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The Role of Providers in Mental Health Services Offered to American-Indian Youths
Arlene Rubin Stiffman, Ph.D.; Stacey Freedenthal, Ph.D.; Peter Dore, M.S.; Emily Ostmann, M.P.H.; Victoria Osborne, M.S.W.; Hiie Silmere, M.S.W.
Psychiatric Services 2006; doi: 10.1176/appi.ps.57.8.1185

Objective: American-Indian adolescents have high rates of addiction and mental health problems but low rates of service use. The gap between service need and use appears to be even larger than the known gap for the general population, and few of the services are provided by specialists. This study examined receipt of treatment by American-Indian youths for addictions or mental health problems, the service provider who first identified a problem and sent a youth to treatment, and the extent to which the provider's knowledge and assessment predicted variance in service actions. Methods: A sample of 401 American-Indian youths (196 from an urban area and 205 from a reservation) aged 12 to 19 years was first interviewed in person in 2001. A total of 188 of the youths' treatment providers were then interviewed. Results: Structural equation modeling showed that 30 percent of the variance in addictions or mental health services provided to youths was predicted by the provider's assessment of the youth's mental health, the provider's resource knowledge, and provider type. Conclusions: The results demonstrate that professional, informal, and traditional providers play a pivotal role in providing treatment services offered to American-Indian youths and that these providers were more likely to identify a youth's problems and to offer and refer services when the provider knew more about community resources for the youth and about the youth's personal and environmental problems. (Psychiatric Services 57:1185-1191, 2006)

Abstract Teaser
Figures in this Article

Dr. Stiffman, Mr. Dore, Ms. Osborne, and Ms. Silmere are affiliated with the George Warren Brown School of Social Work, Washington University, 1 Brookings Drive, Campus Box 1196, St. Louis, MO 63130 (e-mail: arstiff@wustl.edu). Dr. Freedenthal is with the Graduate School of Social Work, University of Denver. Ms. Ostmann is with the St. Louis County Health Department.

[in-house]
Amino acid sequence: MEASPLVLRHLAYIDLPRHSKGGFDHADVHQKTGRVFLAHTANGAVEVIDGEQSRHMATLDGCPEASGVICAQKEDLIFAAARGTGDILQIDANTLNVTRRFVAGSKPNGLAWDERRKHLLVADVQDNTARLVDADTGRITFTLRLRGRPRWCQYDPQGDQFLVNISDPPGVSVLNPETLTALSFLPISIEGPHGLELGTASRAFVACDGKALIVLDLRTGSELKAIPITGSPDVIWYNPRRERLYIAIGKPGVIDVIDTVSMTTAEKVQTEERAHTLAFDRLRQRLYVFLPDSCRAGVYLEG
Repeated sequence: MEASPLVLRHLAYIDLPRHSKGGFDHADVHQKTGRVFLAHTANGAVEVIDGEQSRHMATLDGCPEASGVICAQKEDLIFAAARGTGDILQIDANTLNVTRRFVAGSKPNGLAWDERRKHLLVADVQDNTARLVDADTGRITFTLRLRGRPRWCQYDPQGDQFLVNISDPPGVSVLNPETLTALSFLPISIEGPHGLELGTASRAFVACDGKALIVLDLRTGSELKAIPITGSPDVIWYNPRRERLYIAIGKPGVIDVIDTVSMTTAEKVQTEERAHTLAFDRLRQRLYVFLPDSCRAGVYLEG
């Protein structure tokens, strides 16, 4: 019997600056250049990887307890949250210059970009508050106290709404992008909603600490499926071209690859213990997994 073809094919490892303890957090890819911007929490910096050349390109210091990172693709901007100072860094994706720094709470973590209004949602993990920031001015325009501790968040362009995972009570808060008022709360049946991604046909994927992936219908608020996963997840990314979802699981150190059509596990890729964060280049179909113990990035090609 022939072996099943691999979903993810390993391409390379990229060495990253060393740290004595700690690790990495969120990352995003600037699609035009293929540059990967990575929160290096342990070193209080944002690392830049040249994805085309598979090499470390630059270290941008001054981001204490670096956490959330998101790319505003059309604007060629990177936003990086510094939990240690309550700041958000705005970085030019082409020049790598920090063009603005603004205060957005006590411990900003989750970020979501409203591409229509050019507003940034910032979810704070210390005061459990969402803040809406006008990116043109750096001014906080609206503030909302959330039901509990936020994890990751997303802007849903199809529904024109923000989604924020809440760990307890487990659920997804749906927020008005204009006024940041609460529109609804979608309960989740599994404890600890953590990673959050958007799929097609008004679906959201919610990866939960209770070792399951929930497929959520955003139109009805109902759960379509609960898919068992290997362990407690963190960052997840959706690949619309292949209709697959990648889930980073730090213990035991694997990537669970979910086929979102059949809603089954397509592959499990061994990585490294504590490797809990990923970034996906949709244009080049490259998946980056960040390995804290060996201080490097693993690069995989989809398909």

American-Indian adolescents have high rates of addiction and mental health problems (1) but low rates of service use (2). The gap between service need and use appears to be even larger than the known gap for the general population (3,4), and few of the services are provided by specialists (5,6). This study examined the roles of providers in moderating the gap between need and services among American-Indian youths (7).

In general, whether youths are offered or referred to services strongly depends on an adult's awareness of problems and knowledge of service resources (7). When functioning in this role, these adults might be called "gateway" providers (8) because they open the gateway to services for youths. The providers may be professionals (mental health or addictions specialists or providers from primary health care, child welfare, juvenile justice, and education) (9) or informal providers (parents and respected elders) (10,11). In the American-Indian community, they might also be traditional providers (healers, medicine people, and ceremonial leaders) (5,12,13).

Regardless of the category of gateway provider, recognition of youths' service need is influenced by a number of factors. Gateway providers are more likely to identify a youth as needing services if the youth has functional impairments, comorbid conditions, and other risk factors (14). Similarly, they are more likely to recognize need if a youth has many problems or particularly visible problems (15). Training might improve identification because mental health professionals (for example, psychologists with doctorates and psychiatrists) identify a higher number of needy youths than other care professionals who help youths (16).

The gateway provider model was developed by Stiffman, Pescosolido, and Cabassa (7) in 2001 and is shown in Figure 1. It adds to prior service models (17,18) by showing the moderating role of the provider between need and service access. On the basis of this model, we hypothesized that providers' assessment of youths' mental health and environment (determined by provider reports) and providers' resource knowledge (determined by provider training) predict services offered for American-Indian youths, as they do in other populations (19). To test this hypothesis, we used self-report data from youths and their providers that were collected during a study funded by the National Institute on Drug Abuse. The data included service use and drug use information for two American-Indian populations (urban and reservation) from a single southwestern state.

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Sample

In 2001 a total of 401 youths (205 from a reservation and 196 from an urban area) aged 12 to 19 were interviewed for the American Indian Multisector Help Inquiry. The youths were randomly selected from complete tribal enrollment and school district records. Only one child per household was enrolled (5). The youths' mean±SD age was 15.5±1.5 years, and 176 (44 percent) were male.

Institutional review boards at Washington University, the tribal council, and the urban school district shaped consent and protection procedures (5). Personnel from local American-Indian educational and health services made the initial contact with the families. Only six families or youths refused in each area (12 total).